Author: Twinkle Jagani

  1. Creation of Demo Mule Application

Create a basic Mule application with HTTP listener component and the response is a simple text message. Set the path to “/test” and response payload to “Azure DevOps POC test application”.

  1. Create Azure Repository and Sync Application Code
  • Create Azure DevOps account and then create a new empty repository for the project.
  • Azure Repos is a repository for the source code which is managed by version control. We can have multiple repositories under a single project and multiple branches under each repository  as per the requirement.
  • With Git bash commands Clone the repository on your local then add the Mule application created above and push the code.
  • Here is a sample project “tjagani” under which there is a repository named “azure-devops-poc”. It consists of a Mule project “azure-devops-poc
  1. Azure Build Pipeline [YAML method]
  • Edit pom.xml of the mule project and add the following snippet to repositories and distributionManagement tags. Screenshot is attached on the next page.
<repository>
           <id>tjagani</id>
           <url>https://pkgs.dev.azure.com/tjagani/_packaging/tjagani/maven/v1</url>
           <releases>
              <enabled>true</enabled>
           </releases>
           <snapshots>
              <enabled>true</enabled>
           </snapshots>
</repository>
<plugin>
     <groupId>org.mule.tools.maven</groupId>
     <artifactId>mule-maven-plugin</artifactId>
     <version>3.1.6</version>
     <extensions>true</extensions>
     <configuration>
        <cloudHubDeployment>
             <uri>https://anypoint.mulesoft.com/</uri>
             <muleVersion>4.3.0</muleVersion>
             <username>Anypoimt Platform Username</username>
             <password>Anypoimt Platform Password</password>
             <businessGroup>${businessGroup}</businessGroup>
             <workers>${workers}</workers>
             <workerType>${workerType}</workerType>
             <region>us-west-1</region>
             <environment>${environment}</environment>
             <applicationName>${applicationName}</applicationName>
             <properties>                        <anypoint.platform.client_id>${anypoint.platform.client_id}</anypoint.platform.client_id>                <anypoint.platform.client_secret>${anypoint.platform.client_secret}</anypoint.platform.client_secret>        <anypoint.platform.config.analytics.agent.enabled>true</anypoint.platform.config.analytics.agent.enabled>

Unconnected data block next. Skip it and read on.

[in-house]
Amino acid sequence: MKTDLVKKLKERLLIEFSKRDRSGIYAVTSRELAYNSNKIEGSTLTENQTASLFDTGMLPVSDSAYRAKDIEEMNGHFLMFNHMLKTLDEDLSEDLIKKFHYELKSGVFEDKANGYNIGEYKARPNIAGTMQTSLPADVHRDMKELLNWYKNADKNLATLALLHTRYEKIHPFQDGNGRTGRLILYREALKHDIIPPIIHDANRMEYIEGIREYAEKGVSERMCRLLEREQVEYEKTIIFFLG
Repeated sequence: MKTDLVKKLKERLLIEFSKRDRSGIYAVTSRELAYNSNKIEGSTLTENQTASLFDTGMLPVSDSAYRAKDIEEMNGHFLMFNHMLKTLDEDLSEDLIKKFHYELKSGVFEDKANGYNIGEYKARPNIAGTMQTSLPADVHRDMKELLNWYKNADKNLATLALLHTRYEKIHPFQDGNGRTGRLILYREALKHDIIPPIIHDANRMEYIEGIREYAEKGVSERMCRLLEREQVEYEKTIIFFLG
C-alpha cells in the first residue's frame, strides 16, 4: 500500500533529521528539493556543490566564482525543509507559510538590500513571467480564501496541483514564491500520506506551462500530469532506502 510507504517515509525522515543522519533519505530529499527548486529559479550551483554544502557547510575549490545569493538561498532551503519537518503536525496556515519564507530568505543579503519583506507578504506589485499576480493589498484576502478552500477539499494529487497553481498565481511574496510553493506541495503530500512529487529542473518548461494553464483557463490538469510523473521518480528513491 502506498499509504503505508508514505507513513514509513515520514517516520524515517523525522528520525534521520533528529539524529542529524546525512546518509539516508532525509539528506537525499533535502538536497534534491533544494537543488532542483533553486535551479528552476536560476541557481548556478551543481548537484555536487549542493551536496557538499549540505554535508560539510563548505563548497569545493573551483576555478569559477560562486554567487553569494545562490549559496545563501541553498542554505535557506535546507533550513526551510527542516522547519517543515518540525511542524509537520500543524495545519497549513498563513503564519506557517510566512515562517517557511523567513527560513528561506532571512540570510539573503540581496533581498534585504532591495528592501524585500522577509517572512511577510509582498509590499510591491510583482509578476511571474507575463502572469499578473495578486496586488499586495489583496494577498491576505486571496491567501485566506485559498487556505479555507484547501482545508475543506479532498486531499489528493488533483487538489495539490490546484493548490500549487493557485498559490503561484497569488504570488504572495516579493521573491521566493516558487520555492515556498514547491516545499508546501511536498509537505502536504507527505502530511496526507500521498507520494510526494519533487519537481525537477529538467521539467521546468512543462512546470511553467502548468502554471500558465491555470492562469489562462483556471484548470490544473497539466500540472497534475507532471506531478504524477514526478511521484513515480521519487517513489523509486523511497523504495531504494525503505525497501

</properties>
        </cloudHubDeployment>
     </configuration>
</plugin>
  • Go to the Pipelines menu and create a new pipeline with following configurations:
    • Click Create New Pipeline
    • Select Azure Repos Git option
    • Select the repository created
    • Select Maven and then click Save and Run.
  1. Variable Groups

To reuse the variables across all the pipelines, we can create variable groups and reference those variables inside the pipeline.

To make use of the variable group in the pipeline, include the following

variables:
- group: PipelineCachingVariables

Once this is included, we can access the variables with $(variableName)

  1. Create Azure Artifacts

We can create azure artifacts in the Maven task by using the option goals: ‘deploy’. This will create artifacts as shown below:

  1. Triggers

We can use triggers to run a pipeline automatically in order to perform continuous integration (CI). We can have the below configuration in the YAML file to trigger the pipeline whenever the source code located under a certain location and under a certain branch changes.

trigger:
  branches:
    include:
    - dev
  paths:
    include:
    - 'demo-domain/*'
  1. Tag Sources

We can tag the sources once the build pipeline is completed by following the below steps:

  1. Goto the specific build pipeline and then click on Edit option
  2. Then, click on the three dots button and select the Triggers option
  1. Then, click on YAML tab and select Get sources below it
  1. Then we can tag the sources on certain conditions (Never, On success and always) and we can configure the tag format as per standards
  1. Once the build is completed, we can see the tags created under Repos
  1. Pipeline Caching

To reduce the time for the build pipeline to execute, we can implement pipeline caching. 

Note: Pipeline Caching can be implemented only on Build Pipelines and not on release pipelines

Following are the steps to implement caching:

  1. Create the below pipeline variables before building the pipeline

Below is the cache task configuration:

- task: Cache@2
  inputs:
    key: 'maven | "$(Agent.OS)" | demo-domain/pom.xml'
    path: '$(MAVEN_CACHE_FOLDER)'
    cacheHitVar: 'CacheRestored'
    restoreKeys: |
      maven | "$(Agent.OS)"
      maven
  displayName: Cache Maven local repo